Since this morning....

After I was rate-limited by Twitter (they are trying to fix it now), I went out for a run, the same longer run (six miles) that I used to take 10 years ago. Until last weekend, I had not taken that longer run since my cancer surgeries. As I ran today, I listen to Brian Lehrer on WNYC and the ceremony at the World Trade Center.

Here is what happened to me in that time 10 years ago...

As I emerged from the sanctuary of the Chase building after the first tower fell, on the plaza there in front of a sculpture in black and white, an African American couple passed, dazed. I asked whether they were OK. They nodded. I remember they were covered in white, as was I, except for the trails of dark tears on the woman's face.

When I came out of my refuge in the Chase building, I decided to walk east, away from the towers, as the second was sure to fall. As I walked east, it did, sending more dust through the air.

I saw people buying masks as a hardware store. They sold out.

I reached the East River and saw more police, fire, and emergency medical personnel arriving. Some saw me, covered in the dust, and stopped me to ask what it was like back there. They wondered what had happened to their brothers and sisters.

I misinformed them. I told them I'd seen the top of the tower fall, as I had. I didn't realize that the entire South Tower had collapsed.

I was desperate to clean my eyes, mouth, nose, and ears. I went into a nearly empty supermarket, still open, and picked up a bottle of water and roll of paper towels. The lady at the checkout barked, "closed," as I approached. Then she looked at me and her tough New Yorkness melted. She checked me out. I say that was the bridge from old New York to new New York.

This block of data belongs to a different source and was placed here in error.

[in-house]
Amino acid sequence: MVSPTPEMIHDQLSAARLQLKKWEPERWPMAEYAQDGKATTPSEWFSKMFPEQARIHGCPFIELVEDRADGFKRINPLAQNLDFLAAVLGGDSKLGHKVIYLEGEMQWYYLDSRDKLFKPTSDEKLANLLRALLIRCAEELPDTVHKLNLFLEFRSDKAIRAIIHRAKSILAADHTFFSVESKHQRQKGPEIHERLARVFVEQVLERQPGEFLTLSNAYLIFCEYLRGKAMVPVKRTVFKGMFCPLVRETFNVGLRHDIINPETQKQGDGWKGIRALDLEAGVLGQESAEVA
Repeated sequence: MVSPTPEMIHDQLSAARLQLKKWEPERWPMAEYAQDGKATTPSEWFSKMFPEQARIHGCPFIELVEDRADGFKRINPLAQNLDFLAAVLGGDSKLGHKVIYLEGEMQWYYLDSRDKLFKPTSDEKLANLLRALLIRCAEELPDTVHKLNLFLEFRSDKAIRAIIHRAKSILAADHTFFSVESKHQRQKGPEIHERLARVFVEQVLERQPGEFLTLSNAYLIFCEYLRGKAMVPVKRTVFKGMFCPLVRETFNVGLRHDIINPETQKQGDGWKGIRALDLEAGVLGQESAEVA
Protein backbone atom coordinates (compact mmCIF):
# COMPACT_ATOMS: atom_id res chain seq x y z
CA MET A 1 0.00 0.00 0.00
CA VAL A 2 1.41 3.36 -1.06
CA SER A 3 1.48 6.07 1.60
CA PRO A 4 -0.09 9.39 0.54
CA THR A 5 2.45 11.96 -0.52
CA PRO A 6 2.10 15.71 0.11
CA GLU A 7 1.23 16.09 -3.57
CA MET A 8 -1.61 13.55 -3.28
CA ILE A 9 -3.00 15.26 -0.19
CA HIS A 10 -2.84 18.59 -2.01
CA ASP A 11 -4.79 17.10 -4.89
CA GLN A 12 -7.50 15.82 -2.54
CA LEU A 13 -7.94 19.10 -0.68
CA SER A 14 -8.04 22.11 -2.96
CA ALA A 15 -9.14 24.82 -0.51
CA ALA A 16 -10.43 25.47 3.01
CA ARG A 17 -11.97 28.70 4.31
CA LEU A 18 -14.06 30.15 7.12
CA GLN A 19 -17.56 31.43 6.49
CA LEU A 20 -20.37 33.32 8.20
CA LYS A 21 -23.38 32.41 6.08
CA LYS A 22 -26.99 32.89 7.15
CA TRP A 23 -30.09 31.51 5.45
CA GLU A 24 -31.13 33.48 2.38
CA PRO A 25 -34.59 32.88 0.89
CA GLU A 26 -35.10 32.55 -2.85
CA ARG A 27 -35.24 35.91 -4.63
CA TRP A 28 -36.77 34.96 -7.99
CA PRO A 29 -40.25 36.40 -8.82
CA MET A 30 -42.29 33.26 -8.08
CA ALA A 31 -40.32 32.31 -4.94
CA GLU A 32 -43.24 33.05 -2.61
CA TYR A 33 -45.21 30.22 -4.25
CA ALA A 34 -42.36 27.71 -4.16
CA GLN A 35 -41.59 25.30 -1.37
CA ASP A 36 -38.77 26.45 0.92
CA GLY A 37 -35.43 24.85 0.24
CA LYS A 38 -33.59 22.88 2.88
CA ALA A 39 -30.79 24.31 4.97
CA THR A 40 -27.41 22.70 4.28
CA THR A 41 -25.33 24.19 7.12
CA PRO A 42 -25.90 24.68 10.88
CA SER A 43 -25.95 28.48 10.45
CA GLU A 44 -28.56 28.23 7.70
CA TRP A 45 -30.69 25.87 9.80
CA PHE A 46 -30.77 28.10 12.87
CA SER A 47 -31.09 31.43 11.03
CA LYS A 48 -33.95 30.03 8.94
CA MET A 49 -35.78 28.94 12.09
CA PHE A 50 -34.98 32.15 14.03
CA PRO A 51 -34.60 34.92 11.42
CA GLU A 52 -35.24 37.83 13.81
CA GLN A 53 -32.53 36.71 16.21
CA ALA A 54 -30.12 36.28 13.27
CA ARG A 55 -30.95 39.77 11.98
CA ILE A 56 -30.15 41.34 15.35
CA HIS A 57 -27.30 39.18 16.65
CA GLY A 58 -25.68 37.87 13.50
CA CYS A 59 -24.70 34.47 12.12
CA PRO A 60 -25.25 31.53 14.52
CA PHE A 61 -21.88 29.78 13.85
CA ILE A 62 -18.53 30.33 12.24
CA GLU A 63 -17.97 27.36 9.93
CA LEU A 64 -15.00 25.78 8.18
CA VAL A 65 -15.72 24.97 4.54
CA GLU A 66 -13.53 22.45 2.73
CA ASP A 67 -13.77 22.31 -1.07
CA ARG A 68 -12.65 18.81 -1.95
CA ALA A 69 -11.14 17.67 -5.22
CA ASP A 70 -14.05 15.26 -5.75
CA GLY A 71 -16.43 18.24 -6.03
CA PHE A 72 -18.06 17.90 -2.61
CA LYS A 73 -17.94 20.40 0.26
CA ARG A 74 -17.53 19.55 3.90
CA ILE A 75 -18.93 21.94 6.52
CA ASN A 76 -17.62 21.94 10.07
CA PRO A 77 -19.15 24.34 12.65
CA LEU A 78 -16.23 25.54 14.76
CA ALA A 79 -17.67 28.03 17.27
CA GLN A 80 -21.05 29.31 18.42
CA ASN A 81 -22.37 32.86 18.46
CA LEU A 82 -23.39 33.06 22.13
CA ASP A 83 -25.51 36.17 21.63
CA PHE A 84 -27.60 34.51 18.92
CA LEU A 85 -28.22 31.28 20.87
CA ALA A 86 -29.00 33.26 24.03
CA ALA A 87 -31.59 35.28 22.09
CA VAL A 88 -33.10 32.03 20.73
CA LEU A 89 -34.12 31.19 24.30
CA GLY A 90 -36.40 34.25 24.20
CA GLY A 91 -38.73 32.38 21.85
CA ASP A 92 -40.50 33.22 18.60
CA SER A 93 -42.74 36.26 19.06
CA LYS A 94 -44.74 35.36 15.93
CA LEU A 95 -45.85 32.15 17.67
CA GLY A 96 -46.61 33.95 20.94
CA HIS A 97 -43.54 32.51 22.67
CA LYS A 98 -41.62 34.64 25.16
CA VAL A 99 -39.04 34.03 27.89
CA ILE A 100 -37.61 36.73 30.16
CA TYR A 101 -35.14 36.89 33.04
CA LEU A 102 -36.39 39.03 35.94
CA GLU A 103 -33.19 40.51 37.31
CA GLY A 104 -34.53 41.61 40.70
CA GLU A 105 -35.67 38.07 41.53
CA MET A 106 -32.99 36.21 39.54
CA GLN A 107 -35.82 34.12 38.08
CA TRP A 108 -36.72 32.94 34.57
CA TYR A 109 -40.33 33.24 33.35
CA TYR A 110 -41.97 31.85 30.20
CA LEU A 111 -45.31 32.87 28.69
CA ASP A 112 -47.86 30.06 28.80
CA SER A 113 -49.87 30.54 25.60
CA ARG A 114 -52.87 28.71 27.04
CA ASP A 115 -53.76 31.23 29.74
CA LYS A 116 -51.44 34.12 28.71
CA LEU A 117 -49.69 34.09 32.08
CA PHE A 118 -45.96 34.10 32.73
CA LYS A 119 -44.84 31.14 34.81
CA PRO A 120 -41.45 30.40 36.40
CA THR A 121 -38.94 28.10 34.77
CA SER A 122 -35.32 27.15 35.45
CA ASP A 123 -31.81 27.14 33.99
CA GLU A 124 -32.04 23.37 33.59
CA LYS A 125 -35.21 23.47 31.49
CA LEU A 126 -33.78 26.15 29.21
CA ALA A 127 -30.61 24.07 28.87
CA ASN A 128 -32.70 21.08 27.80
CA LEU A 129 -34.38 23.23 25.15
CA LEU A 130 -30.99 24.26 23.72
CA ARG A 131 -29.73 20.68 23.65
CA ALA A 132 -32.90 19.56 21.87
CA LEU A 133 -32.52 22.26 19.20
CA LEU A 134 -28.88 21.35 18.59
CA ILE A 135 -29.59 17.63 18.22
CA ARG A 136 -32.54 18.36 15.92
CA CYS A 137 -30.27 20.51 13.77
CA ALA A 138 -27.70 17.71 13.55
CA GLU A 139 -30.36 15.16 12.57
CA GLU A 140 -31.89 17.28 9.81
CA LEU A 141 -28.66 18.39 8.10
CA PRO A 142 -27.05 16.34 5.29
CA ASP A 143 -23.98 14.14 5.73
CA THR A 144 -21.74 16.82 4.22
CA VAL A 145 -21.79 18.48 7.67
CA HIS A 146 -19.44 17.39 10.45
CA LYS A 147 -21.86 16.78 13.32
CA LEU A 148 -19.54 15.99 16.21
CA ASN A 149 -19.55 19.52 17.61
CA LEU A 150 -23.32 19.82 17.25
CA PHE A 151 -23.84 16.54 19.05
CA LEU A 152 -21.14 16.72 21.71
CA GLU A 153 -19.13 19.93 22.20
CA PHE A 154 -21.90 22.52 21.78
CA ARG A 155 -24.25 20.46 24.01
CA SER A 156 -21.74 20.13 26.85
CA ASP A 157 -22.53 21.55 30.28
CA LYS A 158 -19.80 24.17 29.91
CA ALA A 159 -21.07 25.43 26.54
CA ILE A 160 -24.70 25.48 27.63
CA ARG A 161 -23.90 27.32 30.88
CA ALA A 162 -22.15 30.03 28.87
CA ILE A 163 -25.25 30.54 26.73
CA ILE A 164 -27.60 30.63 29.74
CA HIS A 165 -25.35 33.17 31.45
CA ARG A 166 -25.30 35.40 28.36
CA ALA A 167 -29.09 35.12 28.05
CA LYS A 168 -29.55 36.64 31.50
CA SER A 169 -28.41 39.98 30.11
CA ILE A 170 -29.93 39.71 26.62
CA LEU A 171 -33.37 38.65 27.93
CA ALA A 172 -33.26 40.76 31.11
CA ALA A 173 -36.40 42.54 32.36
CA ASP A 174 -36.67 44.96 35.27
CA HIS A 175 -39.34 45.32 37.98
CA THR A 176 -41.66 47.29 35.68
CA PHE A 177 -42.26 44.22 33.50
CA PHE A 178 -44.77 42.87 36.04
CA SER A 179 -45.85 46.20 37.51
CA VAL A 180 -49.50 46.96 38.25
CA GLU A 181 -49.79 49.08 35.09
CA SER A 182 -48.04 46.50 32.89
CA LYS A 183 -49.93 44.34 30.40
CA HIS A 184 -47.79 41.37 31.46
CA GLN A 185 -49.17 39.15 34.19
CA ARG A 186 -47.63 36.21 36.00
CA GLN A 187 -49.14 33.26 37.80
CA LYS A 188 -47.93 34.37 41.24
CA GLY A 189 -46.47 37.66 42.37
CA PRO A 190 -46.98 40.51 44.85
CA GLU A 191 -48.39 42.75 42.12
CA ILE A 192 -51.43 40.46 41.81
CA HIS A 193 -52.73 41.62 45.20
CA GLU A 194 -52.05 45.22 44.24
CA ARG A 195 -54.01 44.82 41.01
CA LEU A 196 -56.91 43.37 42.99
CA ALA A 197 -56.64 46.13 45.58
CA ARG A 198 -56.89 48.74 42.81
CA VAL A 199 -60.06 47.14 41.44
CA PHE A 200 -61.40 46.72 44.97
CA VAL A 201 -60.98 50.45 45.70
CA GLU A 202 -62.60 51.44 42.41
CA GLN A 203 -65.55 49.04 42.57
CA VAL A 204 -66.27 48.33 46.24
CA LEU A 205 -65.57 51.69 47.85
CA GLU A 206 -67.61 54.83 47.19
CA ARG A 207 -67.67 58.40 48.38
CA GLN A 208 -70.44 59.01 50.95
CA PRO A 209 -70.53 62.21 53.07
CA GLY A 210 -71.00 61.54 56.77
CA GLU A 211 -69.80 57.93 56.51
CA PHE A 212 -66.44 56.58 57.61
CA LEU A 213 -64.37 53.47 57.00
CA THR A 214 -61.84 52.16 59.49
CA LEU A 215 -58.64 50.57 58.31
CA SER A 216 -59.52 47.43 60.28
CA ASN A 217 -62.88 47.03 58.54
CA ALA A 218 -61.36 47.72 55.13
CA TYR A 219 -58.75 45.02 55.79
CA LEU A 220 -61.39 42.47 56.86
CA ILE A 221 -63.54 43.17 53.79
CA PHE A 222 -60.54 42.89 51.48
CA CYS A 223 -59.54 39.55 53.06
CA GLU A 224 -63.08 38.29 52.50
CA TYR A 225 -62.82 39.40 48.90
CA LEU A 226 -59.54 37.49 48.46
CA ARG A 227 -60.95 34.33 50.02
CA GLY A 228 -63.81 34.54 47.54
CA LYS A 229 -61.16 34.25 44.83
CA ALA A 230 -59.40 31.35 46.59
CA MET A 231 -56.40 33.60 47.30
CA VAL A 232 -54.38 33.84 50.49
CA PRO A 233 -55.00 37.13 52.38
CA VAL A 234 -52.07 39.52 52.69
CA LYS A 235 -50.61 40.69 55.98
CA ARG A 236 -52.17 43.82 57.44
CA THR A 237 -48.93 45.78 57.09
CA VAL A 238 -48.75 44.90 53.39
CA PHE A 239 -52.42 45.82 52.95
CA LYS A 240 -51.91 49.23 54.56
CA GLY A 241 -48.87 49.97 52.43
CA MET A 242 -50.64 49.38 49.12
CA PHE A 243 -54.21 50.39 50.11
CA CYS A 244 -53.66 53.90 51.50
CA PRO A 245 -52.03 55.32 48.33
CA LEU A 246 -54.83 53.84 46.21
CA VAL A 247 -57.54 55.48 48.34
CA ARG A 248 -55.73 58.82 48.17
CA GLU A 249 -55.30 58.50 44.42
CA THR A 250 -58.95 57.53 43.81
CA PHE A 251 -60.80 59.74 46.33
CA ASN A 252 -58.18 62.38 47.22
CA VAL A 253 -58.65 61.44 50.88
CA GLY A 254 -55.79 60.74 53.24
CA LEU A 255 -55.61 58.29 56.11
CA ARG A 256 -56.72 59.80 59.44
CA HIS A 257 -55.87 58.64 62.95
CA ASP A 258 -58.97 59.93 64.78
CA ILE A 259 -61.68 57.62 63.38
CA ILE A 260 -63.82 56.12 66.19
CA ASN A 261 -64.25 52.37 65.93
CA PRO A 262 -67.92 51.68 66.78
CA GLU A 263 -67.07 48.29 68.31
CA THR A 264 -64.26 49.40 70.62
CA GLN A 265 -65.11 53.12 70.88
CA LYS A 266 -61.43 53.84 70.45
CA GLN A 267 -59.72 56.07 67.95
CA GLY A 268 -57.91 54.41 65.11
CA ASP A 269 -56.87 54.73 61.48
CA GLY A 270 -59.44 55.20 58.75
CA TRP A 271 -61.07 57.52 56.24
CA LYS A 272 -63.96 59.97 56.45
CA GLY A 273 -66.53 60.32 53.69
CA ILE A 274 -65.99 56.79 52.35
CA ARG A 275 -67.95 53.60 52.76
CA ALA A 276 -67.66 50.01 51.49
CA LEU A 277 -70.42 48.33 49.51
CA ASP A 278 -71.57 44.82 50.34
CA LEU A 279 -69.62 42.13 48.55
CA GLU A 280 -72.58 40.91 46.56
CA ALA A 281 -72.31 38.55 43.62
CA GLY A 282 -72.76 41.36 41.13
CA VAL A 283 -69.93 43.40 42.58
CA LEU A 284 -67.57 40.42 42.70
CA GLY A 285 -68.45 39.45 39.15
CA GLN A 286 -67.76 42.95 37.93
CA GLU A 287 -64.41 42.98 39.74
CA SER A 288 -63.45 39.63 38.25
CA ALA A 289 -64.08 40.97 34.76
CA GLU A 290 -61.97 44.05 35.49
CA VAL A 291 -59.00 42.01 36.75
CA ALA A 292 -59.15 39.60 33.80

Outside, first responders who had also left the scene came up to me so they, too, could use my paper towels and water to wash their faces.

I started walking north.

At the Brooklyn Bridge, I saw people walking across like refugees. I debated joining them, to get farther away from the destruction, but that also would have taken me farther from home in New Jersey.

I continued north and hooked up with a man in a business suit, just to have someone to talk with, finally. We compared stories. As we walked farther way from the Trade Center, I was the only person in site covered with the dust. Some people looked at me in horror. Others stopped and ask, "Are you OK?" That happened a lot that day. I asked the man with me whether I looked scary. He said I did but it was getting better as the wind blew the dust off me.

I stopped in newsstands trying to use a phone to call home. I wondered what the proprietors, some Middle Eastern, were thinking. As a reporter, I wish I'd just asked them. They let me try to use their phones but they were not working.

We walked by storefronts with TVs and crowds watching. That was the first time I saw how the world saw 9/11: towers in the distance with smoke rising; lower Manhattan with a cloud of destruction rising. It had looked so different to me, at eye level.

Stores were closing all the way uptown and by the time I arrived in Times Square, now shut, it was practically shut.

About 1 p.m., I made it to CondéNet's offices at 1440 Broadway, a block from where I work today. The building had been evacuated like all around. I begged the guard to let me up to my office there and he did. It was empty.
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